Congressman David Valadao proposes legislation that would allow California dairy producers to petition USDA for a federal order plus allow them to keep the state’s quota program.
U.S. Congressman David G. Valadao (R-Calif.) introduced bipartisan legislation March 22 addressing California's struggling dairy industry.
The California Federal Milk Marketing Order Act would allow California dairy producers to petition the U.S. Secretary of Agriculture to be considered to join the Federal Milk Marketing Order.
The proposed legislation is Valadao’s first bill. The newly elected congressman is a dairy producer from Hanford, Calif., in the heart of the Central Valley. Valadao represents the 21st Congressional District, which includes Kings County and portions of Fresno, Tulare, and Kern counties.
Under the current California pricing system, said Valadao, dairy producers throughout the state have closed down, resulting in lost revenue and jobs.?
"Dairy is California's largest agriculture industry," he said. "I’m proud to have introduced this bipartisan proposal as my first piece of legislation in the U.S. House of Representatives. Ultimately, even with this legislation, California dairymen will have the final say regarding their own pricing system. I look forward to working with my colleagues in Congress on this and other issues important to Central Valley agriculture."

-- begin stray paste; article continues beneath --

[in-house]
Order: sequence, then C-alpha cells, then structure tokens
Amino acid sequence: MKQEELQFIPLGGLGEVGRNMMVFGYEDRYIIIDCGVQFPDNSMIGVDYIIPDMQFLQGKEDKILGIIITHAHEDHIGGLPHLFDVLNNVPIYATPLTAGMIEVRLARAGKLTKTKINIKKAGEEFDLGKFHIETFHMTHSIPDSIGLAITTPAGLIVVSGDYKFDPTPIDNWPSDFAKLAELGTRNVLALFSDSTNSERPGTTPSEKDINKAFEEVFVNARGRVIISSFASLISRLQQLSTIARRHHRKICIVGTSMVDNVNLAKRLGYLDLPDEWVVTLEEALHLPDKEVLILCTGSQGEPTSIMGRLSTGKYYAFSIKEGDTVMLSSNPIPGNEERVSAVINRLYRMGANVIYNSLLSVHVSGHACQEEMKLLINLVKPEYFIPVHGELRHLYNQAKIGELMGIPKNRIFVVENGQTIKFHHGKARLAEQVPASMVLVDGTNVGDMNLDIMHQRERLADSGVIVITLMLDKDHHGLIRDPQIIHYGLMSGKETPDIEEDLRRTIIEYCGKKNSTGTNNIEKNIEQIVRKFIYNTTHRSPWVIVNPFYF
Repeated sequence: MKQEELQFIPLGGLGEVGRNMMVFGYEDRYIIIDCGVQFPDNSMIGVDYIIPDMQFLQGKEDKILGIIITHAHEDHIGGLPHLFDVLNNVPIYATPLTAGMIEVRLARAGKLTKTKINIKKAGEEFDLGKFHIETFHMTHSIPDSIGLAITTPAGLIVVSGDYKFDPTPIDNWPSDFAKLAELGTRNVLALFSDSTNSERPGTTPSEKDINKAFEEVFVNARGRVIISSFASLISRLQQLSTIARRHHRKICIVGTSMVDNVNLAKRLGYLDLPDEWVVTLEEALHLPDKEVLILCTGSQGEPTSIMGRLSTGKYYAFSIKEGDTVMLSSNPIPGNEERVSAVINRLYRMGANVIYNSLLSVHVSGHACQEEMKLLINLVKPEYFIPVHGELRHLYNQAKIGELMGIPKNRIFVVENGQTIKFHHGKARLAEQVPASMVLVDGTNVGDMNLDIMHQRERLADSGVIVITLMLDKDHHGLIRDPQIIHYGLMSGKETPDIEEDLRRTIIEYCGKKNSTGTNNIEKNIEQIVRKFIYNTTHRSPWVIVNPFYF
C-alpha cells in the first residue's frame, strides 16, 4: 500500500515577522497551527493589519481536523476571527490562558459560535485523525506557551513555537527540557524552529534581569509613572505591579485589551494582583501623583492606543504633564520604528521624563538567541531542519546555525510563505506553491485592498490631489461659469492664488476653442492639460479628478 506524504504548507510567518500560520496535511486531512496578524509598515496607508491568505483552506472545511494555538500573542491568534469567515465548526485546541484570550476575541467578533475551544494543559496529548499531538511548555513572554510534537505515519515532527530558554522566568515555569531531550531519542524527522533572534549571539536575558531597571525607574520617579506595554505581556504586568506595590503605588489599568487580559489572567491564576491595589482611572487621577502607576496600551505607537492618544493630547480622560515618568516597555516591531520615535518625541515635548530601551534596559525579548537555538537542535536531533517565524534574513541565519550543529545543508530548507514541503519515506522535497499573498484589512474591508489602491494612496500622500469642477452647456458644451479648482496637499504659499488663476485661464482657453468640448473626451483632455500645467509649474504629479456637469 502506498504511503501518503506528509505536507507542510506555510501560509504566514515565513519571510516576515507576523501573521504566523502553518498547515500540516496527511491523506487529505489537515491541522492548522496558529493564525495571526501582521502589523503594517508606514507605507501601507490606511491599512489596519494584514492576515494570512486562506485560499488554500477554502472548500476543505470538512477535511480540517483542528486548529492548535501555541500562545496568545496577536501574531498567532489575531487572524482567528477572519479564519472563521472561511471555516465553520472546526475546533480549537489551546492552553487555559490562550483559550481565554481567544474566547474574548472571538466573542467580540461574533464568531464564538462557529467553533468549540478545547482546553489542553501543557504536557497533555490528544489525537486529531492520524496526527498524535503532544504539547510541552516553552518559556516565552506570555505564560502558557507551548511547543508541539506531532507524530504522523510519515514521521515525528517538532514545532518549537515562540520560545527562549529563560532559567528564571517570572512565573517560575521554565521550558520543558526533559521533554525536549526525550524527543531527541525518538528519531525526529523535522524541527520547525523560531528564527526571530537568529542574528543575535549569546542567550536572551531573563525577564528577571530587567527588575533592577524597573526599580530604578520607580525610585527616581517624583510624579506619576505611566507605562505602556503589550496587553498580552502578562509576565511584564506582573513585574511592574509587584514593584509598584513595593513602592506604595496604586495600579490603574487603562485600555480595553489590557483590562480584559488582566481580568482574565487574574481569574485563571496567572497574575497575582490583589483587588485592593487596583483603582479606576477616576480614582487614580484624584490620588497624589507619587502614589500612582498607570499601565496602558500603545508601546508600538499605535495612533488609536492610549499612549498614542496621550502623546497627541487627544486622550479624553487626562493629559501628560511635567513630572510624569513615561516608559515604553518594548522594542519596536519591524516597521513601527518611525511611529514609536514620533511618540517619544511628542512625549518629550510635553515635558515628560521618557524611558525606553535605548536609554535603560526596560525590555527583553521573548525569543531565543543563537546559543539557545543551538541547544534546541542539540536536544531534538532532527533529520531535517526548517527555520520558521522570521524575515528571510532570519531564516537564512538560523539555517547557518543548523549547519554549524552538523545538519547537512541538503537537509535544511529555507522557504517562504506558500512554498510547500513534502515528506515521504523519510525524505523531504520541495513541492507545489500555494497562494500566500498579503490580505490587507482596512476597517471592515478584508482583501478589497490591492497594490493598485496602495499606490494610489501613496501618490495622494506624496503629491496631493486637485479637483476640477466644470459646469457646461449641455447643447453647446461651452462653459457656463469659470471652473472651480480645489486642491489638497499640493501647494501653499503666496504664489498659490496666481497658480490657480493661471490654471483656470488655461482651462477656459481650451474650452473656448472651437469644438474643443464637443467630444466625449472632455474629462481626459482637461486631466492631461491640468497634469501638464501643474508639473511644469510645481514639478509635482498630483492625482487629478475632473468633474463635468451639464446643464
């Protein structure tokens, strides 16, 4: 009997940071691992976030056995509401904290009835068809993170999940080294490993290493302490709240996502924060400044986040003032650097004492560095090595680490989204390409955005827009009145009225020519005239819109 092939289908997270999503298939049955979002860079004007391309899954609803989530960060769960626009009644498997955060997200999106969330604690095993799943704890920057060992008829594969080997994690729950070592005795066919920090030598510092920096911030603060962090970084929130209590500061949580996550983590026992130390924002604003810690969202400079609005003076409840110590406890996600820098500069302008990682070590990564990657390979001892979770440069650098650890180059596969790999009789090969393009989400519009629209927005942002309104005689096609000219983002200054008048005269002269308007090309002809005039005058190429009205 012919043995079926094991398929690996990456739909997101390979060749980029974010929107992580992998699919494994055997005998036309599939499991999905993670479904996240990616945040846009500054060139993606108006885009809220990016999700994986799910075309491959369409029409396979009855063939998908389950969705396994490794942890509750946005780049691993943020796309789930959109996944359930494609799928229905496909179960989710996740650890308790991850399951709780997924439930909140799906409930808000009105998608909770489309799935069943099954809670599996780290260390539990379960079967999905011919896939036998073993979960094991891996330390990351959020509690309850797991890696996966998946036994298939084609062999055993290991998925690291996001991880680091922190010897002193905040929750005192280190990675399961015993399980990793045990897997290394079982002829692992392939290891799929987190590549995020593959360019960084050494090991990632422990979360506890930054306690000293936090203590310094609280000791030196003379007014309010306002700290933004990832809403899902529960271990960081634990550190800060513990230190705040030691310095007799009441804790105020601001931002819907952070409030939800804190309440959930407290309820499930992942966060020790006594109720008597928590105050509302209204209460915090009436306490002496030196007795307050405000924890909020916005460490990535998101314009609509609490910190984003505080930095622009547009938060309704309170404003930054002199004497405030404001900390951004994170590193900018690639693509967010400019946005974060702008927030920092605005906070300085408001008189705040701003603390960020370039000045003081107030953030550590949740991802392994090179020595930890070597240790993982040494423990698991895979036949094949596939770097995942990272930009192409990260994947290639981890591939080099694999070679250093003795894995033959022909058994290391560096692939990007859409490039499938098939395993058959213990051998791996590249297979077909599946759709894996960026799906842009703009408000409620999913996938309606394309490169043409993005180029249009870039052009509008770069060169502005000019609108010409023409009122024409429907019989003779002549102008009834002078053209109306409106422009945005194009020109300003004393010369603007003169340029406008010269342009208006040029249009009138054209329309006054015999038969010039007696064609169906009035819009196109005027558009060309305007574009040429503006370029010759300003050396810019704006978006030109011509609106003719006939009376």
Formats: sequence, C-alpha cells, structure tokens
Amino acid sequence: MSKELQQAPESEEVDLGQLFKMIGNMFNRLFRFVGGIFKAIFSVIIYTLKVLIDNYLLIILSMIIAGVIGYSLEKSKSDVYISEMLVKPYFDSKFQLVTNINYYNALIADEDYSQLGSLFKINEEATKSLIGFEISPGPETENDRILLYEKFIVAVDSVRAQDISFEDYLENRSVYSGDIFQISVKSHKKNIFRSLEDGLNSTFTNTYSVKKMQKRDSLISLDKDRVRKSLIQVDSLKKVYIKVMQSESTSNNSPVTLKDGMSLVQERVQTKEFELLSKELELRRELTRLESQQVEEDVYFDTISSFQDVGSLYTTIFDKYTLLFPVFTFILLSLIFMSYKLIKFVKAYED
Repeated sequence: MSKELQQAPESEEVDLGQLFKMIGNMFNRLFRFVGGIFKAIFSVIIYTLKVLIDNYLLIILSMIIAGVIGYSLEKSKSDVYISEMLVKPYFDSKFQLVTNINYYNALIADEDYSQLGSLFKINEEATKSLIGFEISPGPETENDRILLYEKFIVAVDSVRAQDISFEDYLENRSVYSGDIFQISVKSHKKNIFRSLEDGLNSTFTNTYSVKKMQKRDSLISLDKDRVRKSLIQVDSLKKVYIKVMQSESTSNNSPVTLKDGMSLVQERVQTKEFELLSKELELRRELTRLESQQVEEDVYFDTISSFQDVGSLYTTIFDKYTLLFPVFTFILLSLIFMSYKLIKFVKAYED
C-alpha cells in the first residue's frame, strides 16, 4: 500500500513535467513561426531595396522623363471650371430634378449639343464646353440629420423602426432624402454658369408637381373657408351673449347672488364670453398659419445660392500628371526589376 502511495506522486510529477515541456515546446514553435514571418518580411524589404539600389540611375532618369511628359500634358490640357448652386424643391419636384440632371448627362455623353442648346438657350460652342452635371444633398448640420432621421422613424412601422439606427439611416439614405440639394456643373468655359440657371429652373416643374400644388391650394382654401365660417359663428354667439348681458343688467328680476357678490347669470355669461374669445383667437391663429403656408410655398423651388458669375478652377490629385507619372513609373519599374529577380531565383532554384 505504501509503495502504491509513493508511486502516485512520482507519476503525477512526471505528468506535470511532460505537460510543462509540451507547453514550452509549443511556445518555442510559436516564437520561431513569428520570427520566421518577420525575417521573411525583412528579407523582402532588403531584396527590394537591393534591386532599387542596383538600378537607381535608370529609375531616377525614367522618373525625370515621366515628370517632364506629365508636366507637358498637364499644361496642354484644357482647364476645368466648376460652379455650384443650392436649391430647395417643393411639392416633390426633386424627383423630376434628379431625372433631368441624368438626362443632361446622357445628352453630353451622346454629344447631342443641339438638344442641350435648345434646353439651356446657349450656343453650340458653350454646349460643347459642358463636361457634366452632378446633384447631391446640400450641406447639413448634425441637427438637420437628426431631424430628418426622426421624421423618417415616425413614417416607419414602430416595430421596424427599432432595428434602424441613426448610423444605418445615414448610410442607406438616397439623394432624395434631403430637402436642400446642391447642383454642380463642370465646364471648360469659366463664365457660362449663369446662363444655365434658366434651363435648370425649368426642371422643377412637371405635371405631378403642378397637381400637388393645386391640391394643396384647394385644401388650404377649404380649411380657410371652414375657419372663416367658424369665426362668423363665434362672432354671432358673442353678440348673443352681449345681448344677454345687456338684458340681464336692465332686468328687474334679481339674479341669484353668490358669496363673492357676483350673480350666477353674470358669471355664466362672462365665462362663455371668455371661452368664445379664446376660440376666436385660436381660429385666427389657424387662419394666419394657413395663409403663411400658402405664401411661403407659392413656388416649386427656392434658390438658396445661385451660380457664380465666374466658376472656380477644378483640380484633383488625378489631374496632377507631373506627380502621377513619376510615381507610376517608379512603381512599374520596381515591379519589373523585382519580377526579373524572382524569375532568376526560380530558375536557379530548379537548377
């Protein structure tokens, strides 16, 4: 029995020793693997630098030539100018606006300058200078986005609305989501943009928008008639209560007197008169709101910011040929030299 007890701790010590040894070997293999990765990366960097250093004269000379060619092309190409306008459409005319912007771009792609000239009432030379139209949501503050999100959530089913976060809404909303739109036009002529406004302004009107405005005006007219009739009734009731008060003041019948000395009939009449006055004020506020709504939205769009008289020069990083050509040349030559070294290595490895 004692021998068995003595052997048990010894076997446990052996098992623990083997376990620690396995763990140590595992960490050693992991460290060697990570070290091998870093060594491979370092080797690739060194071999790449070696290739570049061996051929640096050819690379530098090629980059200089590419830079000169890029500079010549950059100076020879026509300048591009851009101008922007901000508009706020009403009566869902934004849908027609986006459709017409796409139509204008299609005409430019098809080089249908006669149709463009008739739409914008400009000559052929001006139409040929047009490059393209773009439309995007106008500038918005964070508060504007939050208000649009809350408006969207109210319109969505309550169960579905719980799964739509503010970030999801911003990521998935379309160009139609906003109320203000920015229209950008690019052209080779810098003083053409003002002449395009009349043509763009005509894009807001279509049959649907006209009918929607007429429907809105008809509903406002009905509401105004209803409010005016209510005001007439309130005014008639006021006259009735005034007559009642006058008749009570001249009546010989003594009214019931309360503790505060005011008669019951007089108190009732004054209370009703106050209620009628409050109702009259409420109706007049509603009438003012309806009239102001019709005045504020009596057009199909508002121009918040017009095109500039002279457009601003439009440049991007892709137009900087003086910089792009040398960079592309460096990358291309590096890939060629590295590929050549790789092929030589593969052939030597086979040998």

The legislation, known as H.R. 1396, has already received strong support from the California Congressional Delegation. Original cosponsors include California congressmen Kevin McCarthy, Jim Costa, Jeff Denham, Doug LaMalfa and Devin Nunes. The Federal Milk Marketing Act has also received widespread support from dairy farmers across the state.
Milk Producers Council, a California dairy organization which has supported the bill, said Friday it greatly appreciates Valadao’s leadership on the Federal Milk Marketing Order (FMMO) issue.
"While California dairy farmers currently have the opportunity to petition USDA for the establishment of a California Order in the FMMO system, current law does not allow USDA to account for the ‘quota program’ that California has operated the past 40-plus years," said MPC’s Rob Vandenheuvel. "This has been a sticking point in our previous discussions about joining the FMMO system. H.R. 1396 would specifically address that issue, allowing USDA to craft a California FMMO that recognizes the state-run quota program."
Specifically, the bill states, "the order covering California shall have the right to reblend and distribute order receipts to recognize quota value."
The process of petitioning USDA with a proposal creating a California FMMO, scheduling and conducting a USDA hearing on the matter, and ultimately putting the final result before the dairy farmers for a vote (which would require a 2/3 majority for implementation) is a lengthy process, with many opportunities for input from dairy farmers and their representatives.
"H.R. 1396 wouldn’t change that process, but would give us the option to include in our petition a recognition of the state’s quota program and the ability to continue operating it, while participating in the FMMO system," Vandenheuvel said. "That’s the value of H.R. 1396: it provides us with additional options, while still maintaining our full control over whether or not to ultimately choose to accept the move to the FMMO system."
California dairy producers maintain they are losing hundreds of millions of dollars in revenue as a result of the lower prices in the state-run marketing order. They believe they would earn higher prices for their milk under an FMMO.